Michelle de Kretser (Allen & Unwin) 2014, 85pp, RRP $14.99
Miles-Franklin-award-winning novelist de Kretser’s latest is essentially a long short story (85 pages worth, with large type), and can therefore be consumed fairly easily in one sitting – but that doesn’t detract from its loveliness or eeriness.
Quiet Frances has moved with Charlie from Melbourne to Sydney, where she is writing a thesis, enduring his ex’s long-distance foibles and moody son, dealing with fears that she’s done the wrong thing and walking every day with nervy dog Rod through a park where, eventually, she spies something strange. However, the ghosty part of the tale (regardless of what the cover might promise) isn’t quite the chief plot thrust here, as this is instead primarily about the eccentric realms of academia, the things we say that hide what we really mean, the relentless march of time and all those unanswerable questions about fate.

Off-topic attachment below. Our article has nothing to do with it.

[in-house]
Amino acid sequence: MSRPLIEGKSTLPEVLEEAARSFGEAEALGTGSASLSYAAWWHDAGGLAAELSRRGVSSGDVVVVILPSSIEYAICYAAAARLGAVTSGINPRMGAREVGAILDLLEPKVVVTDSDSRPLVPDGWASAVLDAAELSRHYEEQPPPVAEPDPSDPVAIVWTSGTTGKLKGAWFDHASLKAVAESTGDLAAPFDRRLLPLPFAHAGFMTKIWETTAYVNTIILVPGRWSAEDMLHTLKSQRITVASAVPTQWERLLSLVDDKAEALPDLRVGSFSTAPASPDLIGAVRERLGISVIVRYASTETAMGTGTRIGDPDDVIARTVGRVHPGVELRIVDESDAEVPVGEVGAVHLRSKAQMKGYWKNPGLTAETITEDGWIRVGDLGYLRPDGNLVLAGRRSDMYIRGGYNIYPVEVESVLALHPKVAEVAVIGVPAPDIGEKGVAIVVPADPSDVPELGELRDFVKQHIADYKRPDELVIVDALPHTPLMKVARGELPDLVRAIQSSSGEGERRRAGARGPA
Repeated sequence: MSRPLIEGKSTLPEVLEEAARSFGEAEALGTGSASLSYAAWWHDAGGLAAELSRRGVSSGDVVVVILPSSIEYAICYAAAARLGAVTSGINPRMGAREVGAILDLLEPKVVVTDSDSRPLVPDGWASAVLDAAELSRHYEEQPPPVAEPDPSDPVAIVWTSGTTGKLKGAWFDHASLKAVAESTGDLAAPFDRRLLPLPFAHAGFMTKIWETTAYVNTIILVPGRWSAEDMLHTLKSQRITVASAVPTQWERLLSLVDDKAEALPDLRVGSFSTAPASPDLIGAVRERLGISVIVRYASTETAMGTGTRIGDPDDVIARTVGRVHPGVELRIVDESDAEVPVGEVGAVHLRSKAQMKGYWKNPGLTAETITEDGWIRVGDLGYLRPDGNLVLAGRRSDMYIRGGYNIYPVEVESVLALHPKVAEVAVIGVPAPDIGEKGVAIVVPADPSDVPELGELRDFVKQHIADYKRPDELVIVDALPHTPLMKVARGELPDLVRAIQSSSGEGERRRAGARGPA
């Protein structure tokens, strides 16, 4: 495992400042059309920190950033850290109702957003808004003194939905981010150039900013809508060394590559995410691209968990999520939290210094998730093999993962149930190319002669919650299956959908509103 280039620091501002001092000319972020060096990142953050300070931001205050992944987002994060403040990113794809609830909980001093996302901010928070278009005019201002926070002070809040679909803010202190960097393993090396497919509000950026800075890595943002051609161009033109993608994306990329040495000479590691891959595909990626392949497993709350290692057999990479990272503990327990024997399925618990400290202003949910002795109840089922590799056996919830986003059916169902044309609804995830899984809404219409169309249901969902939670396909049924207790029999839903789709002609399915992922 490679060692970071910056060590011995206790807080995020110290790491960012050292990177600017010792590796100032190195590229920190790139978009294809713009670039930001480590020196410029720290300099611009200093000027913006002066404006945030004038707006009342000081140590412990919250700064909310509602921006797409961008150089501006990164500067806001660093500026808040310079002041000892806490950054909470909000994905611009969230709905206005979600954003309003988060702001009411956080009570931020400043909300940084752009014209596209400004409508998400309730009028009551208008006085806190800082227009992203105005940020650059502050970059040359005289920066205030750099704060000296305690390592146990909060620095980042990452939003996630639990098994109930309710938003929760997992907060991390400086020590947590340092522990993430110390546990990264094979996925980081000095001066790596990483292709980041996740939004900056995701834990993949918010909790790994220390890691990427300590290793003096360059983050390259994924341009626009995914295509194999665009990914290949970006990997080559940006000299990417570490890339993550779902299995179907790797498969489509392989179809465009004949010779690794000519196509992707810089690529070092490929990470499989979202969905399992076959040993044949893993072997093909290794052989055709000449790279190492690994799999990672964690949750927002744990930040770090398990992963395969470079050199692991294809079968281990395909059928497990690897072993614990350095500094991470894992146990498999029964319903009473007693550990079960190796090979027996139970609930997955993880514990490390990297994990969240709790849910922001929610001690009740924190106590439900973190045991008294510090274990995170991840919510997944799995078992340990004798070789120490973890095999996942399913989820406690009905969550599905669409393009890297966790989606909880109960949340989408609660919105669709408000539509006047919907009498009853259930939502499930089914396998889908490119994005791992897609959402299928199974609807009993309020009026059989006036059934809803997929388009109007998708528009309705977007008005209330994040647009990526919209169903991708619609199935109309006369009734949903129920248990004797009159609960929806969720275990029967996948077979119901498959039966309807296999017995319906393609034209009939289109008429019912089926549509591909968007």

Often beautifully written, de Kretser’s brisk, sometimes unsettling character study is over all too soon, and leaves us uncomfortably wondering what will happen when spring and summer are over and autumn and winter inevitably creep up.
Springtime is available through Allen & Unwin. Click here to purchase your copy.